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Model to modify e-Shram portal

It might sound silly to urge economists / social scientists to come up with models for the growth of all the aforementioned classifications of unorganised sector, but this shall certainly bring in the expertise to see the ground-level issues. A model that represents the sector of craftmanship will be different from that of the sector of bidi manufacturing. Though diversity is the beauty of the nation, it also demands separate ways to deal with different segments of the economy.

Making the market for goods and services produced in the unorganised sector efficient by bringing in thickness (huge number of potential buyers and sellers) and thereby congestion shall require specific framing of policies based on the nature and characteristics of the sector under study. A thorough study of the segments of the unorganised sector will leave it no more unorganised. We call it unorganised because we don’t understand its organisation.

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Accounting for repugnance

Indian economy is rightly identified as God’s economy clusters around the norms of religion and beliefs. Removing God from the economy won’t make it a less God one, a significant part of the unorganised sector would rather collapse. A larger portion of seasonal unemployment is chained up with religion, faith and festivities. But the problem arises when an exchange between two creates negative spillovers for others, or in a simple sense, others don’t want such transaction to take place. These are termed repugnant transactions.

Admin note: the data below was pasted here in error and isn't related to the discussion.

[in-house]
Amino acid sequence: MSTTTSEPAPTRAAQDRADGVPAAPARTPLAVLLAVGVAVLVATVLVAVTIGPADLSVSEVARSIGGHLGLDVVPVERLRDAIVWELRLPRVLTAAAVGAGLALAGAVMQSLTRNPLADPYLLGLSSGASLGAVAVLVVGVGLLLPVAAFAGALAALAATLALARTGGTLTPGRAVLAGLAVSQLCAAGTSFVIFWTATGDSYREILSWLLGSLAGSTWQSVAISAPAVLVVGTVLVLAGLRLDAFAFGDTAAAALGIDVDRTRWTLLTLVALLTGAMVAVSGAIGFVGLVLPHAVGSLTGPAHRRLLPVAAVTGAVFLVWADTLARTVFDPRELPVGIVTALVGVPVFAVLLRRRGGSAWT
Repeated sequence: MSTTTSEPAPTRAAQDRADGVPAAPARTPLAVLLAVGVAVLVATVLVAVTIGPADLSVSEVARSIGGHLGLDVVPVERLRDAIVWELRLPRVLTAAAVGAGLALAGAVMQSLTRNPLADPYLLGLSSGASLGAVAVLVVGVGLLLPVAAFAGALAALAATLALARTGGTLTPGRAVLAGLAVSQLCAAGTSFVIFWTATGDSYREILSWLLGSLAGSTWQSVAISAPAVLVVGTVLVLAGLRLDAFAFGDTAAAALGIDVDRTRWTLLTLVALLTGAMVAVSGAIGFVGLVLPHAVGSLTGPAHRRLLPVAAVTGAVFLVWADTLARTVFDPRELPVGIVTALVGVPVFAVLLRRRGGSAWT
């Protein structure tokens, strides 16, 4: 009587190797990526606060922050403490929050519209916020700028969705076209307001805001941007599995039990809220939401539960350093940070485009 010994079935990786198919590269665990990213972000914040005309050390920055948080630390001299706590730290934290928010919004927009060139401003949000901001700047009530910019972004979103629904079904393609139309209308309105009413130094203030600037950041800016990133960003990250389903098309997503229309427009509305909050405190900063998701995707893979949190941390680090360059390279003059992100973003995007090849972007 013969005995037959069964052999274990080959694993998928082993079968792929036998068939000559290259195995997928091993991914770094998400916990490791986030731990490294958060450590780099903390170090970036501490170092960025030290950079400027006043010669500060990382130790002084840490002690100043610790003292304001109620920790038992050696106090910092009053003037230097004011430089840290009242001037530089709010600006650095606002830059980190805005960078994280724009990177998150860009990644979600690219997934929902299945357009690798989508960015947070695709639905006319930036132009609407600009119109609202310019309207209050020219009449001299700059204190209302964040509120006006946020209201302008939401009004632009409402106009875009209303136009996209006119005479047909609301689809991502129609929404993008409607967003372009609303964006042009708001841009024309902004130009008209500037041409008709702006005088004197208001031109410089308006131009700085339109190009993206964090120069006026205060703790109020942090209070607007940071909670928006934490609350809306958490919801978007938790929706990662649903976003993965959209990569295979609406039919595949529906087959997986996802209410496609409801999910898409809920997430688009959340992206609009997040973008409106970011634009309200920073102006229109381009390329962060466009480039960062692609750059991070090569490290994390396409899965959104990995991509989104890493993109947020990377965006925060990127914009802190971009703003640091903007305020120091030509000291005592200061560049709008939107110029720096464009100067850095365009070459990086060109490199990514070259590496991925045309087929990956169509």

Violence in the name of cow protection is an example of the same. There are other examples of repugnant transactions such as surrogacy, prostitution and many others where people still suffer from the very nature of the work they do. To account for such markets and issues, a thorough understanding of the public motive is crucial which the government doesn’t seem to take into its knowledge in any form.

The art of discovering opportunities

Imparting the skill that can make unorganised labourers join the routine workforce can be done only through educating them. The uneducated mass will give no results as there will be already an excess supply of labour for the jobs demanding the same skills. Moreover, research and innovation play an important role here too. Technological developments to make the production process labour friendly and innovation of new products can create scope for employment of this chunk of the labour force.

The government should promote ideas that can bring a large chunk of low-skilled unemployed mass under healthy employment contracts. An excellent example of the same is food delivery services. Thus the individuals should not be molded into predetermined categories of skills, rather they should be encouraged to come up with ideas that can ensure income and better living. Unorganised sector unemployment is an issue that will not disappear anytime soon. Thus public policy needs to be backed by systematic and scientific observations and research.

(Kaibalyapati Mishra is a research student at the Centre for Economic Studies & Policy, Institute for Social & Economic Change, Bengaluru.)